We just witnessed a fascinating weekend of football. Robinho and Berbatov made their debuts for the Manchester clubsÂ and every major league in Europe had some controversy or excitement to bring club football back with a bang, and this was just the appetiser before the Champions League group stagesÂ begin tomorrow.
Rafa Benitez & Liverpool
The Spaniard finally engineered a Premier League victory over Sir Alex Ferguson and for this reason alone it was arguably Benitez’s best weekend in domestic football. However, if we are going to be pedantic, it is worth pointing out that it was hardly a vintage display from the Reds, who in truth have yet to really start playing this season.
Before the season Steven Gerrard said “I desperately want us to be challenging for the title, and it does hurt me that it hasn’t happened for so long.” The Liverpool captain should finally get his wish this time round, the Reds have shown in the first four games of the season that they can win playing badly, the hallmark of Champions some might call it.
They may be thanking the fixture computer, but this was a massive win for the Tigers. Last time out they were stuffed 5-0 at home by Wigan. This result means they have picked up two wins from their opening games and incredibly sit in fourth place with a goal difference of minus three.
Amr Zaki & Mido
Three goals in four games for Mido and only against Portsmouth did the former Tottenham striker start the game. Zaki is living up to his billing as “statistically the best striker in the world,” taking to the Premier League like the proverbial duck to water with four in four.
Ironically, experts of Egyptian football claim these two aren’t even the best strikers in Egypt, that honour belongs to Emad Metab who is currently plying his trade in Saudi Arabia.
There is a nagging suspicion that Blackburn are fairly useless this season and that Arsenal won’t be the last team to demolish Paul Ince’s side. Nevertheless, after a tumultuous summer for Adebayor, this game in particular signalled the start of his season, and if the Gunners enjoy a fully-fit front pairing of Robin van Persie and the striker from Togo, they could finally break their trophy drought.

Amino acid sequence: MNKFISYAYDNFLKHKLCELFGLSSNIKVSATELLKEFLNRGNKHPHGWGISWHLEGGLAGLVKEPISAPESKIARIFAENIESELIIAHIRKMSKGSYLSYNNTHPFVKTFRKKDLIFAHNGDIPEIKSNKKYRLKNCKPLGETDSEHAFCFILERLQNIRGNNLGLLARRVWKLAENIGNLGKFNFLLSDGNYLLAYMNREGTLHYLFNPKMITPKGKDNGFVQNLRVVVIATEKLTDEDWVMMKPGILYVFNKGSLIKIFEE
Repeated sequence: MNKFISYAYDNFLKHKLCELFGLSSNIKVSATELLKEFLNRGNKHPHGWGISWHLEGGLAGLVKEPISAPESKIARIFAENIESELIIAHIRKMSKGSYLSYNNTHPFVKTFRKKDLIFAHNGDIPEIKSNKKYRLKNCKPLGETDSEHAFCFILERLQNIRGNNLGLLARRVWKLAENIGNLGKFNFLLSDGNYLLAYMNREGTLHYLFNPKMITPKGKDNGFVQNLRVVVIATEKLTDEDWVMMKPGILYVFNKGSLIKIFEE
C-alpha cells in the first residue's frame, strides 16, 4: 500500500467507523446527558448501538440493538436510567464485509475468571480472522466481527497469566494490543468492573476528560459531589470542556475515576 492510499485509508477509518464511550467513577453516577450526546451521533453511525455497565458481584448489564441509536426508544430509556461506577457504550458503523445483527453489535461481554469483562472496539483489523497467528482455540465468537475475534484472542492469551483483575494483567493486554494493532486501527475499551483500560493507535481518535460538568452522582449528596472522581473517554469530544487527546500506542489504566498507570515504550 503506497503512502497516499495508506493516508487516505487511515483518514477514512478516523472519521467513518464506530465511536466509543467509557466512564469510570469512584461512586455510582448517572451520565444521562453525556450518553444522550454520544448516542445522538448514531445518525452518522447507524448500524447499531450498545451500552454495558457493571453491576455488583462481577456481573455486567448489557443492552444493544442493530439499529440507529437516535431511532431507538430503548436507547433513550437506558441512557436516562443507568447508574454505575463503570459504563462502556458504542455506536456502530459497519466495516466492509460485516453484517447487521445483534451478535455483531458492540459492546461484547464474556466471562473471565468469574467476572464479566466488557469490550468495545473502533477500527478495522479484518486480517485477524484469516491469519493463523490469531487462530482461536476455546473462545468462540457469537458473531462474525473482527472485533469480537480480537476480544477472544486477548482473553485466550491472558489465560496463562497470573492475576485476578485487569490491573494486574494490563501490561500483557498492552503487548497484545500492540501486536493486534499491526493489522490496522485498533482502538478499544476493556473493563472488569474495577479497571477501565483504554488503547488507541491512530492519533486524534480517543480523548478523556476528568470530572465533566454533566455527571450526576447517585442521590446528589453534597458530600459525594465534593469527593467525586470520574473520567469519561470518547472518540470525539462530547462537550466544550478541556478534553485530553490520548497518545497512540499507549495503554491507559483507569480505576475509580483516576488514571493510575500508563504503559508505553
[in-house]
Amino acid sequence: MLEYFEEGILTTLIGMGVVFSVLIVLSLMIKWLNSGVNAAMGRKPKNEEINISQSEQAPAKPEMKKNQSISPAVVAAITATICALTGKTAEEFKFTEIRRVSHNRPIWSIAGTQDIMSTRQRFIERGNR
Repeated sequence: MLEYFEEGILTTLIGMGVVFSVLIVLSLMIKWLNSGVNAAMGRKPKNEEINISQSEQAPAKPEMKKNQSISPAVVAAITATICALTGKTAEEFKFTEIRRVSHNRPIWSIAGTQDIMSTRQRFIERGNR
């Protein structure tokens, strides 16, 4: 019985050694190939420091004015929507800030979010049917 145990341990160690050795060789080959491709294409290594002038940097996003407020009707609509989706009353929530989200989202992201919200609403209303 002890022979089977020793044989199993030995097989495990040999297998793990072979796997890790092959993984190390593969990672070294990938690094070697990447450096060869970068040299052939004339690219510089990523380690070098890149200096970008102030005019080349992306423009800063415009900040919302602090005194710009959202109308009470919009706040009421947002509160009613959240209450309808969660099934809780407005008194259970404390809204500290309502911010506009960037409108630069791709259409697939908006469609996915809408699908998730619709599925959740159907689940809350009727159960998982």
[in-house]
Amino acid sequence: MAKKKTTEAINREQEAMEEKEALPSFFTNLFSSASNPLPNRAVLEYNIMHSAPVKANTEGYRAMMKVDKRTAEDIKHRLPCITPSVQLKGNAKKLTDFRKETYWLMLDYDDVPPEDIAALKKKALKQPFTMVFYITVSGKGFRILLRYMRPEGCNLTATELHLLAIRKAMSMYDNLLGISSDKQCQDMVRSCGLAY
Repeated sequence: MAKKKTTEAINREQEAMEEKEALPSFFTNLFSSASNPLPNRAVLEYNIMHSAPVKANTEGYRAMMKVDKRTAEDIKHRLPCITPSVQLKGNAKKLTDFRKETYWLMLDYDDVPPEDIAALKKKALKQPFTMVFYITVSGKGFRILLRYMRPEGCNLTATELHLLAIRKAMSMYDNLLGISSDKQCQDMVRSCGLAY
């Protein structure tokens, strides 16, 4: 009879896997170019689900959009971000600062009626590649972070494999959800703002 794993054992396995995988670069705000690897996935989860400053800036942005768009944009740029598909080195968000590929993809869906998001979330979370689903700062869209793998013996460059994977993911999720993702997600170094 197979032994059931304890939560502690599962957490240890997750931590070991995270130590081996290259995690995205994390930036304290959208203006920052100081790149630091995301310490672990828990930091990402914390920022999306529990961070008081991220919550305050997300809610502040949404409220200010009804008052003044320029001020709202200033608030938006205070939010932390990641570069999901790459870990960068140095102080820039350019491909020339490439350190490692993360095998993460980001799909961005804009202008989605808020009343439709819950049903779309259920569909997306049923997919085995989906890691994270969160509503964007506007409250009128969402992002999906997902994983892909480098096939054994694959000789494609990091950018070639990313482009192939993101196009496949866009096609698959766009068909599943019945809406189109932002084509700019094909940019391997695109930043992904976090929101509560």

The Aussie scores goals. Goals win games.
Three goals in two games for the surprise Serie A leaders and the partnership between the diminutive Argentinean and Goran Pandev looks very promising. Next week Lazio take a trip to the San Siro to face AC Milan. A tasty fixture.
Lyon might have ridden their luck in the win over Nice, but Juninho continues to show the importance of a free-kick specialist.
Following AC Milan’s defeat to Genoa, their second of the season, Carlo Ancelotti received the dreaded vote of confidence from vice-president Adriano Galliani: “Ancelotti remains. This is the last time I will say this.”
The Rossoneri’s loyalty toÂ Ancelotti is admirable but there are clearly large issues at the club, probably as a result of the age of many of AC Milan’s best players. Following their failure to qualify for the Champions League last season they needed to overhaul the squad and inject as much youth as possible.
Shevchenko and RonaldinhoÂ were probably not the answer, although they still have time to prove themselves. Ancelotti is now living on borrowed time.
Sir Alex Ferguson was spot on when he described the defending at Anfield as that of a “Conference team.” The first goal was a reminder that despite his heroics in Moscow, Edwin van der Sar does make critical mistakes. Whilst the second goal was exceptionally poor defending from Nemanja Vidic and Ryan Giggs.
For all the attacking brilliance of Tevez, Rooney, Ronaldo and now Berbatov, United’s success in the past two seasons has been build on a rock solid defence. The United backline will have to stand up and be counted at Chelsea next weekend otherwise they may face a real up-hill struggle to retain the Premier League title for a third year in succession.
Whilst this weekend signalled the end of the Mike Ashley regime it also reminded the football watching public that fan pressure can actually pay dividends. Following Ashley’s statement yesterday, this author feels sorry for the billionaire.
The paragraphs that have not been widely quoted elsewhere in the statement included these lines: “My plan and my strategy for Newcastle is different. It has to be. Arsenal is the shining example in England of a sustainable business model. It takes time. It can’t be done overnight. Newcastle has therefore set up an extensive scouting system. We look for young players, for players in foreign leagues who everyone does not know about. We try and stay ahead of the competition. We search high and low looking for value, for potential that we can bring on and for players who will allow Newcastle to compete at the very highest level but who don’t cost the earth.”
Ashley may not have gone about doing things the right way, but his ideas for the running of the club are in tune with the developments in the global game.Â Ultimately it was a mistake toÂ make football decisions in London but many of Ashley’s ideas for the club were spot on. The trouble he now finds himself in is a reflection of just what a poor state the previous owners left the club in.
The referee of the Inter-Catania match gave a goal that wasn’t. Is it any coincidence that two champions from last season (Lyon and Inter) received favourable refereeing decisions in their victories this weekend?
And, well done to Jose Mourinho for defelecting attention away from the questionable winning goal to focus minds on the sending-off of Sulley Muntari. “The Special One” is still a class act.